The CSS and the Lead Teachers have worked with Assessment Director over the last year to better understand concept mapping and to identify the major science concepts in each of the science kits. Through their work, one End of Unit Assessment has been developed and is being tested at each grade level this year.

The CSS began work with an Assessment Consultant with expertise in TIMSS to develop scoring rubrics, End of Year Assessments and to eventually set Performance Standards.

5. Middle School Pilot Program Established

A middle school pilot was initiated this year to meet a number of urgent needs. First, many students who had been in the Smithsonian Program for two or more years have been disappointed with the lack of inquiry-based instruction in Grades 7 and 8. Second, students and teachers are concerned about the Delaware State Testing Program which will be field tested at grades 4, 6, 8 and 11 in spring 1999 and will be be a high stakes test at Grade 8 in 2001.

A Middle School Committee consisting of the PI, LSCI staff, outstanding middle school science teachers and representatives from the University of Delaware and Delaware State University have defined a grade 6-8 curriculum aligned with the appropriate Performance Indicators. One curriculum unit for each grade was selected for a pilot project using existing curricular material where possible. With the aid of a four year Hewlett-Packard grant, 42 teachers from grade 6 -8 received training this summer. These teachers will test the units next spring, then work together to revise them in preparation for training a new group of teachers next summer. A Science Specialist has been hired by the University of Delaware to lead this effort. Future funding for this position will be incorporated into the LSCI grant.

6. Science Coalition Policies and Procedures Established

The first annual Retreat of the Science Coalition was held in May, 1998 to bring together the LSC Steering Committee, Project Staff , Superintendents, members of the State School Board and of Board of the Delaware Science, Math and Technology Education Foundation.

The retreat led to a thorough examination of the processes for governing the Coalition and for overseeing the LSCI program. As a result, The Coalition formalized its leadership, established a regular meeting schedule, defined the Roles and Responsibilities for the Steering Committee, the Coalition Science Specialists and the Lead Teachers and established an Advisory Committee for the Science Resource Center.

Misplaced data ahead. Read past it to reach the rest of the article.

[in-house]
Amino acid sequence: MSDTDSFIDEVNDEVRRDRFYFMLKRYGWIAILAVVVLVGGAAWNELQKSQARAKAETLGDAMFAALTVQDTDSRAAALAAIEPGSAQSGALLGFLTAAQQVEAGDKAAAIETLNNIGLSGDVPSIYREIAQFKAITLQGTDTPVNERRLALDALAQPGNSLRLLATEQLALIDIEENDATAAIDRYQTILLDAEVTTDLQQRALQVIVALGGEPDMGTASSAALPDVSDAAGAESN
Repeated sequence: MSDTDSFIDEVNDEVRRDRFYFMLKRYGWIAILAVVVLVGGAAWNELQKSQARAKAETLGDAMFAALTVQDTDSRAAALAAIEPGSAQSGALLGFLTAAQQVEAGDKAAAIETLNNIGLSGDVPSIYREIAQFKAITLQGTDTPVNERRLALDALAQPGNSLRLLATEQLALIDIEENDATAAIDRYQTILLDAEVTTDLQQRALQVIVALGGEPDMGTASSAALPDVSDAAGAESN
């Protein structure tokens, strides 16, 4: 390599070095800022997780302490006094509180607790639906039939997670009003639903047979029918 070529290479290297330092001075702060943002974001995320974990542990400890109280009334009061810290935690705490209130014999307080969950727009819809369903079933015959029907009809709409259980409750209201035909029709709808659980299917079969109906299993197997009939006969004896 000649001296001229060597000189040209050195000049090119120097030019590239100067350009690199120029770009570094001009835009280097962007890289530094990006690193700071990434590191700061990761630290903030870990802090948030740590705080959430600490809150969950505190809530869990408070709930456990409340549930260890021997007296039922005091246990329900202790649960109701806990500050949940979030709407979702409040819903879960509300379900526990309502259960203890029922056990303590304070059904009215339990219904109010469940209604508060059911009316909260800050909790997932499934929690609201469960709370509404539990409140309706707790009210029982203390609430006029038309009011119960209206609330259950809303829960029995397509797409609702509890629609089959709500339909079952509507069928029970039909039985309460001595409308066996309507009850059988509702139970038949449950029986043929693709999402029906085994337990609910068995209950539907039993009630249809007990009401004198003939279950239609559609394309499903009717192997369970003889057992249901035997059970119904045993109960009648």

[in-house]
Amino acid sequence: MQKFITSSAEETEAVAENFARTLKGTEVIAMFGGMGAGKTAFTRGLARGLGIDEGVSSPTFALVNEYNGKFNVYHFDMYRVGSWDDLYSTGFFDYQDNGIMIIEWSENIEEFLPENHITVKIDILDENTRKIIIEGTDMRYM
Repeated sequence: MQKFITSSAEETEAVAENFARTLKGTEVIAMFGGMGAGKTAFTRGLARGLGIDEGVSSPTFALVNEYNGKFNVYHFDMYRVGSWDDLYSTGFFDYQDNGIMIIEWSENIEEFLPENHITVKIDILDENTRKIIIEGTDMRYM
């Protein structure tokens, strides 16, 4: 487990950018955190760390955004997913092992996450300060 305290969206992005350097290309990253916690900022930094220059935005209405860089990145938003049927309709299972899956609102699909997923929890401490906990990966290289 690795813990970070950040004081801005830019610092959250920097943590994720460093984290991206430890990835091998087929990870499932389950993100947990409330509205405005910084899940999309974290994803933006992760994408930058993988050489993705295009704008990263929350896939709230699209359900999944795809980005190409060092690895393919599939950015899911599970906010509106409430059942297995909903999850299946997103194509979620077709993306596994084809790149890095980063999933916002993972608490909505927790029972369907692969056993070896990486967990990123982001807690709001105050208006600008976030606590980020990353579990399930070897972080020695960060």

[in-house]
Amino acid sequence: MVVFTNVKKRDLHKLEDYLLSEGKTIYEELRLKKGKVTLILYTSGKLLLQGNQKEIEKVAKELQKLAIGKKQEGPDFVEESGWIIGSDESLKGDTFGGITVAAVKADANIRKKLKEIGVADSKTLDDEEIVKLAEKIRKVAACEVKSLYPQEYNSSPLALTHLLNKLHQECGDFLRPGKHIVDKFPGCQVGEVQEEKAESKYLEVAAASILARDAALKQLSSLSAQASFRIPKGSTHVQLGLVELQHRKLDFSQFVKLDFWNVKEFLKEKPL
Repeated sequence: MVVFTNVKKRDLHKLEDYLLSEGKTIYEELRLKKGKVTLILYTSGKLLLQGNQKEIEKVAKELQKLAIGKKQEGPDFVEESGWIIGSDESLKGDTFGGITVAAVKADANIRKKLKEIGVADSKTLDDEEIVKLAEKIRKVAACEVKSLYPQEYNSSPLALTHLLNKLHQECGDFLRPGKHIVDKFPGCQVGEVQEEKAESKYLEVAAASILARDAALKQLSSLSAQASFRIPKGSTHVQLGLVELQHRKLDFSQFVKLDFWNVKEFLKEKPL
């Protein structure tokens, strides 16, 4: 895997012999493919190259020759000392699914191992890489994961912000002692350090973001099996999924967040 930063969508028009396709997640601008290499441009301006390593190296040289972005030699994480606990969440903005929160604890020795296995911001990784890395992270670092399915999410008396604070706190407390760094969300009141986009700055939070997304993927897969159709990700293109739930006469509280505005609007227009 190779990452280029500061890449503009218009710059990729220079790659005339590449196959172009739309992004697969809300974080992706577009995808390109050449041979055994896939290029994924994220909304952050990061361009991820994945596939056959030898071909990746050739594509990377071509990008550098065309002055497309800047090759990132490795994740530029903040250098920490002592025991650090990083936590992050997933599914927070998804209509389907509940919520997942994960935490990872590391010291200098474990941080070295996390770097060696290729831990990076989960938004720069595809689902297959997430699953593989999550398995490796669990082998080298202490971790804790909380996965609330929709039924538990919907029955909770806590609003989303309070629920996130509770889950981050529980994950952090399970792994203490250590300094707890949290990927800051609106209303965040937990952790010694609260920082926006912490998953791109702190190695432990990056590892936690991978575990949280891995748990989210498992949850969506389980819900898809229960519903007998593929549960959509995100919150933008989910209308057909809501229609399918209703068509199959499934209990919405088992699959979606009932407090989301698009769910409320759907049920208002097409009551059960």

7. Lessons Learned

  1. Expanding too fast: The combination of expansion to fourteen districts plus the efforts of most districts to speed up kit implementation led to a rapid increase in demand for professional development courses. This made it difficult at times to provide qualified staff for the professional development, a fact reflected in elements of the Core Evaluation.

  2. External factors, including accountability legislation, choice legislation, legislation mandating a decrease in class size for grades K-3 and an increased number of teacher retirements has resulted in an unexpectedly high level of teacher movement in the LSCI with teachers moving to different grades, to different schools and to different districts. This is increasing the need for additional teacher training.

  3. We found that attempts to develop assessments and especially End of Unit Assessments involving all the Lead Teachers did not provide high quality results. This work is best done with small groups of teachers who become well trained in asseements.

  4. The Memorandum of Understanding has proved to be a very useful document that we recommend for use by any consortia or partnership. It has provided a concrete framework for adding new districts to the Science Coalition; for informing administrators who are not connected directly with the project about the commitments and expectations that have been made by their organizations; and it provides a set of common principles for resolving new issues as they arise.

  5. Standards based reform is a human endeavor and one must always consider fundamental people needs while vigorously pursuing reform. For example, we have found that providing child care not only has been very helpful in ensuring that more young teachers are able to participate in professional development sessions; it has also improved perceptions of the LSCI as a teacher friendly project both with teachers and with the teachers union.